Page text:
Walking is a very ancient activity that is often taken for granted today, but the actual inventor of the technique is unknown. Humans have been walking upright for millions of years, and historians are only recently beginning to unravel the history of this skill. It allowed humans to better see distant objects and conserve energy, freeing up their hands for other tasks. The invention also allowed humans to travel long distances.
Bipedalism allowed humans to see objects from a distance
Bipedalism was developed in early hominines and is attributed to their adaptive behavior. This adaptation enabled them to stretch their arms and reach for fruit in trees, as well as see objects at a distance. Although bipedalism had some advantages, it was also a disadvantage when predators were present.
Bipedalism evolved from a different type of locomotion. This form of locomotion was not initially accompanied by adaptations to the feet, but rather started with the evolution of the pelvis and the spino-pelvic complex. This change allowed humans to see objects at a distance and make the transition from crawling to walking.
Bipedalism may have evolved to accommodate carrying objects that were important to their survival. Since the availability of food was unpredictably determined, carrying food may have been a worthwhile adaptation. In such cases, the need to maximise time and reduce competition may have been important.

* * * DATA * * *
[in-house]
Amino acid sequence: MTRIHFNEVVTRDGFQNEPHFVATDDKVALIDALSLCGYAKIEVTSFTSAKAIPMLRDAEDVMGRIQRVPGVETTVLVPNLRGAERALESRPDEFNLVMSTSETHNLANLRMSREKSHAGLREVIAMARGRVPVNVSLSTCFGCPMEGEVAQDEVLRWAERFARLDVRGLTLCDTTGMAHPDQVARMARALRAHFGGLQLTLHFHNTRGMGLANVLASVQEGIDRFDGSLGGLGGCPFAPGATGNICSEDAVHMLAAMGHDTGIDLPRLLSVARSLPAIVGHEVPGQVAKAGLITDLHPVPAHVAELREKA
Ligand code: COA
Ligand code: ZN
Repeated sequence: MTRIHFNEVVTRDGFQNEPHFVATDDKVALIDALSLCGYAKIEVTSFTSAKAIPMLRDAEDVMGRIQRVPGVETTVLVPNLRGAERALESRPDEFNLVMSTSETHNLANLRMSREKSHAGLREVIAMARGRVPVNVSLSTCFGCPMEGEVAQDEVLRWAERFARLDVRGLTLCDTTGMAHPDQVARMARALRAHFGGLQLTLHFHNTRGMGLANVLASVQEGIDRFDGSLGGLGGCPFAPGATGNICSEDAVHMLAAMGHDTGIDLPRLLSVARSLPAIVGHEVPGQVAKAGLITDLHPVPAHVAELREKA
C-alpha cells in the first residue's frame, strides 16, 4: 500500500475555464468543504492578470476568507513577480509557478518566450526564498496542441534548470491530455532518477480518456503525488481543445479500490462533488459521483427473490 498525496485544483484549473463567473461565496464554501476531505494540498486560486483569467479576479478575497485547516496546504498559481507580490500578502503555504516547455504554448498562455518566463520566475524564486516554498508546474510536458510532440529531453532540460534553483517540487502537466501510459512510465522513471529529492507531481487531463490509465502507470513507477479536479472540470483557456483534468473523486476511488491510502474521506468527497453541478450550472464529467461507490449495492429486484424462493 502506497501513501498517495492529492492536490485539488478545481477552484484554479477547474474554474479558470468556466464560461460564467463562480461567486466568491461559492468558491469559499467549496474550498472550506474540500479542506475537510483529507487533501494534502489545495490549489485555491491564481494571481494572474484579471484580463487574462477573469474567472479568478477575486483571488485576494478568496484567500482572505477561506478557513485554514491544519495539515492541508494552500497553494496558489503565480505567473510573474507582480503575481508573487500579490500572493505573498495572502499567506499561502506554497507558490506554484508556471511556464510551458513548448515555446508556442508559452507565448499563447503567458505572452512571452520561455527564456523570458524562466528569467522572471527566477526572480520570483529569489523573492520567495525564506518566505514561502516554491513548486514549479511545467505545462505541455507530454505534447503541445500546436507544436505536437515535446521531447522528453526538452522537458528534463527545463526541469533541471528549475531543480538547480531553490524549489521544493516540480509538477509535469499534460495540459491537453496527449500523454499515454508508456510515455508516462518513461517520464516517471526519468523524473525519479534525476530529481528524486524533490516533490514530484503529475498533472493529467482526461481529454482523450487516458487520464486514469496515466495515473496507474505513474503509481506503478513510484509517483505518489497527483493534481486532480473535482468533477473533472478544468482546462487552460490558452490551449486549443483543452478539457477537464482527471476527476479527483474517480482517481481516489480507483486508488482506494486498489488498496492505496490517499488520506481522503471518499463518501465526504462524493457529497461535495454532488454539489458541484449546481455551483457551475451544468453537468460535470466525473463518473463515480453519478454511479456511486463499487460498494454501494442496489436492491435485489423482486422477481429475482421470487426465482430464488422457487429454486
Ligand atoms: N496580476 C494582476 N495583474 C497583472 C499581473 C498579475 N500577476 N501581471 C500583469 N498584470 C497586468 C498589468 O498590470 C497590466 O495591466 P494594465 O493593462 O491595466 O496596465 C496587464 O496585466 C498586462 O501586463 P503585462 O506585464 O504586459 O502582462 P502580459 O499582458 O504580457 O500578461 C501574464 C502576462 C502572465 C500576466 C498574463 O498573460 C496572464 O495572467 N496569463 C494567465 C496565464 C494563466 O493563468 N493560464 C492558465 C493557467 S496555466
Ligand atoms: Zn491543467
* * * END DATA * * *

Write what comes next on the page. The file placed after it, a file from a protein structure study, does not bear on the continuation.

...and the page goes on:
It conserved energy
The mechanical energy changes resulting from walking at a constant speed are equal in kinetic energy and potential energy. The changes in mechanical energy are proportional to the decrements in the centre of mass. This implies that the mechanical energy of walking is conserved. External friction also plays a role. But the work done by walking is not equal to the work done by the other forms of exercise.
The positive energy exchanged during walking is mainly caused by the centre of mass and its heelstrike. These two changes increase the GPE and KE. The latter fluctuates at a higher rate during uphill walking than at a level ground surface. Walking uphill requires the generation of more energy to overcome the force of gravity.
Although walking in reduced gravity can save energy, it is still important to remember that walking is still an effort. It requires the muscles to exert their strength against the force of gravity and the body loses energy during this process. As the body ascends, it regains some of this energy as potential energy.
It allowed humans to travel long distances
Walking allows us to get around by moving our legs. Walking allows us to move around by reducing our weight and increasing our life span. It also strengthens our hip bones and lowers the harmful LDL cholesterol in our blood while raising the useful HDL cholesterol. Walking can also lower our risk of dementia. Researchers have found that walking at 70% of your maximum heart rate can burn fat. This rate is calculated by subtracting your age from 220.
Walking has been a proven means of long distance travel for humans. The first known long-distance trip was by foot, over ten thousand years ago. Today, humans walk for various purposes, including recreation, work, and transportation. Distances and duration of walks vary significantly by age and gender, with men and boys walking for the longest periods of time. Walking distances are also affected by urbanization, income, and race/ethnicity.